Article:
The United States are…? The United States is…?  Are we one or many?  The answer to this question was determined 150 years ago, with the surrender of the Confederate Army.  To say the American Civil War was a pivotal point in our nation’s history is an understatement.  There were over 750,000 soldiers who died in the War Between the States which in today’s percentage of the population would equate to over seven million dead.

 

Near the end of the war, Confederate President Jefferson Davis fled Richmond trying to make his way to Texas.  The Army of Northern Virginia under the command of General Robert E. Lee would surrender on April 9, 1865 to Union General-in-Chief, Ulysses S Grant.  The Confederate Armies of  the Tennessee and Trans-Mississippi were holding on and Texans would still see action at the Battle of Palmito Ranch on May 13, 1865 near today’s Brownsville.  This battle, won by the Confederates, holds the distinction not only as the last battle of the war, but the only battle involving international troops. 

  

In remembrance of the sacrifice of our nation’s brightest and best in the mid- 19th century and to a generation lost, the Texas Civil War Museum is commemorating the 150th anniversary of the end of the war with several special events and exhibits.

Saturday, March 21, 11:00 am and 1:00 pm

Lecture: Davis, April 1865, Flight from Richmond to Irwinville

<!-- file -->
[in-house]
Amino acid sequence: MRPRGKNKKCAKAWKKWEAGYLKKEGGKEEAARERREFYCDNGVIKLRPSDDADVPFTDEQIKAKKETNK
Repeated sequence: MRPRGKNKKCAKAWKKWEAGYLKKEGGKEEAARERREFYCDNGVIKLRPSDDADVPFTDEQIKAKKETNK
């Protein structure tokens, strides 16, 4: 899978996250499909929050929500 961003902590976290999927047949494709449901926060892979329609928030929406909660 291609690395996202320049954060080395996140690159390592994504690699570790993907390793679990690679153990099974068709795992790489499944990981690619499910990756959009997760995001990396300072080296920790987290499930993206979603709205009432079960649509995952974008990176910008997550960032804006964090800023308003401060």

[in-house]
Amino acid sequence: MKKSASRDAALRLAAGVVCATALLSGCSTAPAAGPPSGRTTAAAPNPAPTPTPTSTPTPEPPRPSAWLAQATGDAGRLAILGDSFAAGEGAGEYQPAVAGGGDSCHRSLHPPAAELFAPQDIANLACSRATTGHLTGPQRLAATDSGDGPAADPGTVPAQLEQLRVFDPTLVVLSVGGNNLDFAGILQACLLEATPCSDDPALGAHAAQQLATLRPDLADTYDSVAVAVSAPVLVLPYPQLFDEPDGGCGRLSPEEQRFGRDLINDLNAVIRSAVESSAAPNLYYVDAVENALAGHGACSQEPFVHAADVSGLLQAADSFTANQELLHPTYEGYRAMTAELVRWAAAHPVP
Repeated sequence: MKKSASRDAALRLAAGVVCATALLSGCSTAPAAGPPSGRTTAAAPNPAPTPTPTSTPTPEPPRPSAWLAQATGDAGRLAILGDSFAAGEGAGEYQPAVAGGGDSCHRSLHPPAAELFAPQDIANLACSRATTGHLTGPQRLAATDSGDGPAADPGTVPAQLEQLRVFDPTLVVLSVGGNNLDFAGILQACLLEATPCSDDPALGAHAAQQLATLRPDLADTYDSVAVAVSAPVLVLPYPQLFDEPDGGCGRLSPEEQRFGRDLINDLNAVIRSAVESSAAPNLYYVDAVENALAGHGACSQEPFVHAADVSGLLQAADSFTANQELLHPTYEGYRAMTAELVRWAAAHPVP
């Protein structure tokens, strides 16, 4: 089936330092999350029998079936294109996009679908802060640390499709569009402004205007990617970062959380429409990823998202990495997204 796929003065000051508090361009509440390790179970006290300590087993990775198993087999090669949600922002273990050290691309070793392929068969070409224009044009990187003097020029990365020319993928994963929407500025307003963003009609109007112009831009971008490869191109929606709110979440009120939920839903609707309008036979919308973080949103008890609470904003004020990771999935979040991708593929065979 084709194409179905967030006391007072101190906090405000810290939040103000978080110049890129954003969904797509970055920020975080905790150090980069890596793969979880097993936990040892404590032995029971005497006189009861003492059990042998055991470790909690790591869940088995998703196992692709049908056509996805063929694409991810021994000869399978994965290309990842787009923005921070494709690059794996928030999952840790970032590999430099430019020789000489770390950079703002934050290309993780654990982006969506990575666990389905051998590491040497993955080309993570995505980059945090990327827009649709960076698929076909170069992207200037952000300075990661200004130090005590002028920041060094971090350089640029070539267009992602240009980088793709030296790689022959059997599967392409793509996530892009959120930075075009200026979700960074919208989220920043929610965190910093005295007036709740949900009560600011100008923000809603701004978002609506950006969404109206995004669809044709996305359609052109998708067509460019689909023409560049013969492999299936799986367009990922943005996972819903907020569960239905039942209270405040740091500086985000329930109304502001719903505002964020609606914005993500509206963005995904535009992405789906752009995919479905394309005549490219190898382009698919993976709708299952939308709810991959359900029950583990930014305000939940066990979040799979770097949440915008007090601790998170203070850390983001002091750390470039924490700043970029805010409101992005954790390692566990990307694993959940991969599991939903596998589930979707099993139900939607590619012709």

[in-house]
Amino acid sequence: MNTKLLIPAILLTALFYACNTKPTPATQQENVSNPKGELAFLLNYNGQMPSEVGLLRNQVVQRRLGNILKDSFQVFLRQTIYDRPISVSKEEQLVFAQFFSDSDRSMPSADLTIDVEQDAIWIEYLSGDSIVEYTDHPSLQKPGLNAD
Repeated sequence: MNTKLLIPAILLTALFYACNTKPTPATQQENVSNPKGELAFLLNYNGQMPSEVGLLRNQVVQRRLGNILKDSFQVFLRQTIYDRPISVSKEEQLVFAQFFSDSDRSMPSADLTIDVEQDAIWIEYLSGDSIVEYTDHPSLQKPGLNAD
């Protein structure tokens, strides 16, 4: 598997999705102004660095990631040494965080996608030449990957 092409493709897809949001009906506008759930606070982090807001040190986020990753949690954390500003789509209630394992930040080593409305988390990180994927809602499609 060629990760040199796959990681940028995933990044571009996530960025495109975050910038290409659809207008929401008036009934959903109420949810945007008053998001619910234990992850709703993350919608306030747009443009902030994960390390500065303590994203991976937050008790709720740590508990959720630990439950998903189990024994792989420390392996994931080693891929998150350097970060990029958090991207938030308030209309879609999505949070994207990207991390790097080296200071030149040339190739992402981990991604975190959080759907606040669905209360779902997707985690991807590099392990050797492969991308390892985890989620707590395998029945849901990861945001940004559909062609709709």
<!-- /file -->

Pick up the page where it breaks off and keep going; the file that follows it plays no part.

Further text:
Presented by Bertram Hayes-Davis, great, great grandson of Jefferson Davis and President of Beauvoir Foundation    No advanced tickets as lecture is free with paid museum admission, seats will be on a first come first served basis.

March 31 thru May 2, Special Temporary Exhibit

One of only thirteen original copies of Robert E Lee’s General Order #9, Farewell to the Confederate Troops issued the day after the surrender of the Army of Northern Virginia.     Accompanying this document are two letters written by General Lee.  This exhibit is courtesy of the Texas Division United Daughters of the Confederacy Texas Confederate Museum Collection.

March 31, New Permanent Exhibits

Robert E. Lee’s wartime pocketknife: This knife was given by Robert E. Lee after the war to help raise funds at an auction for an orphanage in Maryland.  A letter written by Lee about the knife will accompany the exhibit along with a lock of Lee’s hair.  

Robert E. Lee's wartime pocketknife.

Robert E. Lee’s wartime pocketknife.

General Grant’s cigar: His Adjutant, George Clark, kept this partially smoked cigar as a memento from the 1864 Battle of Cold Harbor, VA.

These items will join the current museum exhibits which include Robert E. Lee’s spur, General Grant’s coat worn at the surrender, Grant’s presentation sword, Jefferson Davis’s eyeglasses, medicine chest and lock of hair, along with an    excavated revolver and buckle from Palmito Ranch and a diorama depicting the battle. 

April 9 and 11, 2:00 pm  Movie

Sixty-minute documentary, Appomattox, will be shown in the museum’s theater.   No advanced tickets; presentation is free with paid museum admission.

The museum’s operating hours are Tuesday through Saturday, 10:00 a.m. until 5:00 p.m.  Admission prices: $6 for adults,  $3 for ages 7-12, children 6 years and under -free.  Group discounts are available. 

The museum is located at 760 Jim Wright Freeway North (West Loop 820 N.) in Fort Worth.   Information about the museum can be obtained by calling 817-246-2323.  More information is available at the museum’s Web site:  www.texascivilwarmuseum.com.

Photo (top right) – General Grant’s cigar: His Adjutant, George Clark, kept this partially smoked cigar as a memento from the 1864 Battle of Cold Harbor, VA.